There's just one problem with this technique, which we've been struggling with for some time. When you take a photograph of a negative, the camera doesn't record complete information about all the frequencies of light coming through the film. Instead, it saves an RGB value for each pixel, which is just enough information to convey how a human eye would perceive the combination of film and backlight. Unfortunately, there's not always a straightforward 1:1 mapping between human color perception and photographic materials. Two colors that look exactly the same to the human eye could actually be made up a different combinations of the visible (and invisible) spectrum, and create different responses in photographic paper.
In FilmLab 2.0, we tried to ignore some of this complexity by using a simple linear mathematical model. But as shown in the examples above, this wasn't good enough to give accurate results. So for FilmLab 2.1, we did a lot of research and experimentation to figure out how to go beyond the RGB values for each pixel. Eventually, we discovered that by analyzing the whole image and comparing it to what we know about film stock materials and light sources, we could take the original 3 RGB values for each pixel and estimate a detailed spectral sample with 44 values. In other words, we're able to fill in a lot of missing information to get a higher-quality input. The result is a more accurate simulation, and more accurate output.
Once we got that working, the next challenge was to make it run fast enough. We're dealing with almost 15x as much information about each color in the image, so that means the computer running FilmLab has to do a lot more work. We've put a lot of time into optimizing our code for this release, and in most places FilmLab 2.1 is just as fast as FilmLab 2.0. However, you may notice the occasionally slowdown. We have more optimizations planned that will continue to improve speed in future releases.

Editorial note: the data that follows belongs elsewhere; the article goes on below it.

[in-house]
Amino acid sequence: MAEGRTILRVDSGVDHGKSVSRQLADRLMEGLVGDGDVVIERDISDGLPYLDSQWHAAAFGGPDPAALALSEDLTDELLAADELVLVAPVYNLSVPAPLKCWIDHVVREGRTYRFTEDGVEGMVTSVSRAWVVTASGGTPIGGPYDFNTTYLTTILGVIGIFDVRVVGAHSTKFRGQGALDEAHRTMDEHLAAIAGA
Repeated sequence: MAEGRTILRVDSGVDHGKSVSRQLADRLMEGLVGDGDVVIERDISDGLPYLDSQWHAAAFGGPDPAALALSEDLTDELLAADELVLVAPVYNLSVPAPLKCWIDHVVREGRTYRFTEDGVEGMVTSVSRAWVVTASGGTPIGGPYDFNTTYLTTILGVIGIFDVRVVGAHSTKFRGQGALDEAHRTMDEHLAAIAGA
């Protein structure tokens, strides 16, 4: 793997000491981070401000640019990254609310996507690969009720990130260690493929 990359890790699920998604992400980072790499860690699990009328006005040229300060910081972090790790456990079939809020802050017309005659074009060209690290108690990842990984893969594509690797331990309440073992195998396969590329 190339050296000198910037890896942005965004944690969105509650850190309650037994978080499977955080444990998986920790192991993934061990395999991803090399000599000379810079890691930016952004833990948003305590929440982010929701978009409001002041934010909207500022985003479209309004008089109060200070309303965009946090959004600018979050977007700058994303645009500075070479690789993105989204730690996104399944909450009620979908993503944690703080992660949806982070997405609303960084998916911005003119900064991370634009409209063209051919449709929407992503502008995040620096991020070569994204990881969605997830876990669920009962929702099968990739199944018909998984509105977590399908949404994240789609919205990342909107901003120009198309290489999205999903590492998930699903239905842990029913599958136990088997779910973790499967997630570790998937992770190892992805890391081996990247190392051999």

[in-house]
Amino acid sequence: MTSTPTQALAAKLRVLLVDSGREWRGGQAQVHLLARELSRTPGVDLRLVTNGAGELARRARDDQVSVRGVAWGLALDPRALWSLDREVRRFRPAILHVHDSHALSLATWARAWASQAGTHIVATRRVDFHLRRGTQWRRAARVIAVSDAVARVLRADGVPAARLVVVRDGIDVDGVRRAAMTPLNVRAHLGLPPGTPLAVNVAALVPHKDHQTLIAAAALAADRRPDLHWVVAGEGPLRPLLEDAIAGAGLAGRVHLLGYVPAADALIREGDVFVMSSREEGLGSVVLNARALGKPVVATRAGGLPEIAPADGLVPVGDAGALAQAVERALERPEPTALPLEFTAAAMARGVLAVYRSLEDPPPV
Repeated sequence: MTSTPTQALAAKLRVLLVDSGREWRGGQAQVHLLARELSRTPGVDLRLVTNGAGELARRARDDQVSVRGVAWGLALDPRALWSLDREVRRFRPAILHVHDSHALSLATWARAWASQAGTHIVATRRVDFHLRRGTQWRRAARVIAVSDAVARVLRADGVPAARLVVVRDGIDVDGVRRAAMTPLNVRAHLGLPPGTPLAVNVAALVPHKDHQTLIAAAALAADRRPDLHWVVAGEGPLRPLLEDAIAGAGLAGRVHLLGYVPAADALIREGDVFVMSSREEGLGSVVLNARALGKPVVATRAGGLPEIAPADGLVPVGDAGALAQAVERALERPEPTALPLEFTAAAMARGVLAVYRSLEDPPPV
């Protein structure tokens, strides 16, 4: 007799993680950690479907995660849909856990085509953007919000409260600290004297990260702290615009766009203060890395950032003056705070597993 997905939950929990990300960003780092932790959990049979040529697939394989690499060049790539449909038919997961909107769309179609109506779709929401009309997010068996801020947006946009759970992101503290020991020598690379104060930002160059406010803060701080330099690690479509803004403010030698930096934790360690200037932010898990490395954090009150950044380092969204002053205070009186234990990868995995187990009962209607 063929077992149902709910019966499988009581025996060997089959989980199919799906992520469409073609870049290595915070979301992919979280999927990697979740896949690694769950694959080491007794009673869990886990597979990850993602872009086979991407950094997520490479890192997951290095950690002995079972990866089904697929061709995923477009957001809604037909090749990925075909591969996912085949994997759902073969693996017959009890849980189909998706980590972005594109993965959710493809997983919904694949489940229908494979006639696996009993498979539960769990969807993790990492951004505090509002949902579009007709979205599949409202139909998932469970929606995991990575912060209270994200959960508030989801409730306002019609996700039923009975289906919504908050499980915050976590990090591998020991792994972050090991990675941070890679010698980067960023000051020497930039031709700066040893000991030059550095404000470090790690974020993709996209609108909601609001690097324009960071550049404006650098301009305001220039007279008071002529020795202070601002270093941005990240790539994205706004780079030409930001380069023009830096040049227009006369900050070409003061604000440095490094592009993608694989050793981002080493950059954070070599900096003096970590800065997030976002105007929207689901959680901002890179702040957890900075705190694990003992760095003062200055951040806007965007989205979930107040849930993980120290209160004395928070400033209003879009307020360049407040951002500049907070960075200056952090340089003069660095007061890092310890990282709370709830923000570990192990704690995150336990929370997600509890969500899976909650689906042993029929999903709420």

As a user, you can help FilmLab accurately calculate the true colors of your film using the new "Calibration" section in the sidebar. For now, there's currently one option, "Backlight", which lets you tell FilmLab what kind of light source you're using. Changing this value isn't required, but for the most accurate results you should set it to match your backlight type. In particular, this makes a noticeable difference when you're using an LCD screen like an iPad or phone as your backlight. Light from LCD screens has sharp peaks at the RGB values, which can tend to give an unnatural saturation boost to certain colors, but FilmLab is now able to compensate for this if you give it a hint about the kind of light source you're using.
In the coming weeks, we'll be releasing updates to our iOS and Android mobile apps that bring this same process simulation technology to mobile. Going forward, we plan to give users access to addional Process Simulations based on traditional darkroom techniques. And we'll adding more advanced calibration options for users who want to go the extra mile and really dial in their scanning system for maximum accuracy. Thanks for reading this far, and we hope you get great results converting your color negatives in FilmLab 2.1!